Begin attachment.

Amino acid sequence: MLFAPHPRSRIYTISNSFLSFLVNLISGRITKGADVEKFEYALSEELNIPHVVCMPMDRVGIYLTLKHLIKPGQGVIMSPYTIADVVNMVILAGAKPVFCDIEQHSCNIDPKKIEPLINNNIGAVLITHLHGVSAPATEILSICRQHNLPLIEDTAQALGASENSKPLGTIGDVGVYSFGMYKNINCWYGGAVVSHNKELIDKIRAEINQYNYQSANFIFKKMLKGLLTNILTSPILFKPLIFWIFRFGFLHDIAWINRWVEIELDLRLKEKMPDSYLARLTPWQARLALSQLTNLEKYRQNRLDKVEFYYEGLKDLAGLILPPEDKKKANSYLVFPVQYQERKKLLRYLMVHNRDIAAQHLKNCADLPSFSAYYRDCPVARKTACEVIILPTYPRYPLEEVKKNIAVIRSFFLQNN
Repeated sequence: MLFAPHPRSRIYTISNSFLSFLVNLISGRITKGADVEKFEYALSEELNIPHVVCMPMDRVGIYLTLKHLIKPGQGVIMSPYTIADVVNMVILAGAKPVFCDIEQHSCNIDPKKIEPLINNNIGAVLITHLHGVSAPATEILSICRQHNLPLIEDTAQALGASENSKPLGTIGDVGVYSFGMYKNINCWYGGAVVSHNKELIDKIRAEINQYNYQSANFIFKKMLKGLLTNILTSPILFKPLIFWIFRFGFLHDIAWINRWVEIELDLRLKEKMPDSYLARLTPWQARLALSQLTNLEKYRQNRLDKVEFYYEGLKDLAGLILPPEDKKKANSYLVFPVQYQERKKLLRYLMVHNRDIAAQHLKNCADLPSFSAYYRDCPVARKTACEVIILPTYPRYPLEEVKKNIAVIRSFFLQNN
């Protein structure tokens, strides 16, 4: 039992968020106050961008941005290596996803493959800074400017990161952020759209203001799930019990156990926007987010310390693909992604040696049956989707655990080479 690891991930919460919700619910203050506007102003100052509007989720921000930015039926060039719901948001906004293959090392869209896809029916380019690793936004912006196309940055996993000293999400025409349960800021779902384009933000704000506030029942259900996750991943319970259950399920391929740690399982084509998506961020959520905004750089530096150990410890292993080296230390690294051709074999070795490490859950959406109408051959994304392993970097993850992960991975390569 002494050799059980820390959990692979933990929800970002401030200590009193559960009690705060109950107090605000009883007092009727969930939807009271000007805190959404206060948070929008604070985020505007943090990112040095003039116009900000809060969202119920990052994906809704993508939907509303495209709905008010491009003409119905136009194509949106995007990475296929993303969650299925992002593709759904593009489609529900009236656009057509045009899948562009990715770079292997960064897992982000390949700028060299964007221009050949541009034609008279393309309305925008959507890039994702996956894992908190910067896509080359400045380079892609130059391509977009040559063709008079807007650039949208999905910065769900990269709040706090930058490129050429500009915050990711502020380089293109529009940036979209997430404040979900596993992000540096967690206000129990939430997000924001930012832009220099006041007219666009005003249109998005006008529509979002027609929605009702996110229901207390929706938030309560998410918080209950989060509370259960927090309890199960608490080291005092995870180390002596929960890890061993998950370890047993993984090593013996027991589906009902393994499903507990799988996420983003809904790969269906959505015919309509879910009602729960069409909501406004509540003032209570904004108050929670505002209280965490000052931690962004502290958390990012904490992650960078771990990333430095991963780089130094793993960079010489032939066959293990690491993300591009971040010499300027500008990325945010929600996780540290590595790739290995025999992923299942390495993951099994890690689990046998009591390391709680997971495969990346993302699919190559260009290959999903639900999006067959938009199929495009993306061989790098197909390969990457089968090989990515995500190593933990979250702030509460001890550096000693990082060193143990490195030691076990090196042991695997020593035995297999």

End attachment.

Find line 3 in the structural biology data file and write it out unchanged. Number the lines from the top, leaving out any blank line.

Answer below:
């Protein structure tokens, strides 16, 4: 039992968020106050961008941005290596996803493959800074400017990161952020759209203001799930019990156990926007987010310390693909992604040696049956989707655990080479 690891991930919460919700619910203050506007102003100052509007989720921000930015039926060039719901948001906004293959090392869209896809029916380019690793936004912006196309940055996993000293999400025409349960800021779902384009933000704000506030029942259900996750991943319970259950399920391929740690399982084509998506961020959520905004750089530096150990410890292993080296230390690294051709074999070795490490859950959406109408051959994304392993970097993850992960991975390569 002494050799059980820390959990692979933990929800970002401030200590009193559960009690705060109950107090605000009883007092009727969930939807009271000007805190959404206060948070929008604070985020505007943090990112040095003039116009900000809060969202119920990052994906809704993508939907509303495209709905008010491009003409119905136009194509949106995007990475296929993303969650299925992002593709759904593009489609529900009236656009057509045009899948562009990715770079292997960064897992982000390949700028060299964007221009050949541009034609008279393309309305925008959507890039994702996956894992908190910067896509080359400045380079892609130059391509977009040559063709008079807007650039949208999905910065769900990269709040706090930058490129050429500009915050990711502020380089293109529009940036979209997430404040979900596993992000540096967690206000129990939430997000924001930012832009220099006041007219666009005003249109998005006008529509979002027609929605009702996110229901207390929706938030309560998410918080209950989060509370259960927090309890199960608490080291005092995870180390002596929960890890061993998950370890047993993984090593013996027991589906009902393994499903507990799988996420983003809904790969269906959505015919309509879910009602729960069409909501406004509540003032209570904004108050929670505002209280965490000052931690962004502290958390990012904490992650960078771990990333430095991963780089130094793993960079010489032939066959293990690491993300591009971040010499300027500008990325945010929600996780540290590595790739290995025999992923299942390495993951099994890690689990046998009591390391709680997971495969990346993302699919190559260009290959999903639900999006067959938009199929495009993306061989790098197909390969990457089968090989990515995500190593933990979250702030509460001890550096000693990082060193143990490195030691076990090196042991695997020593035995297999």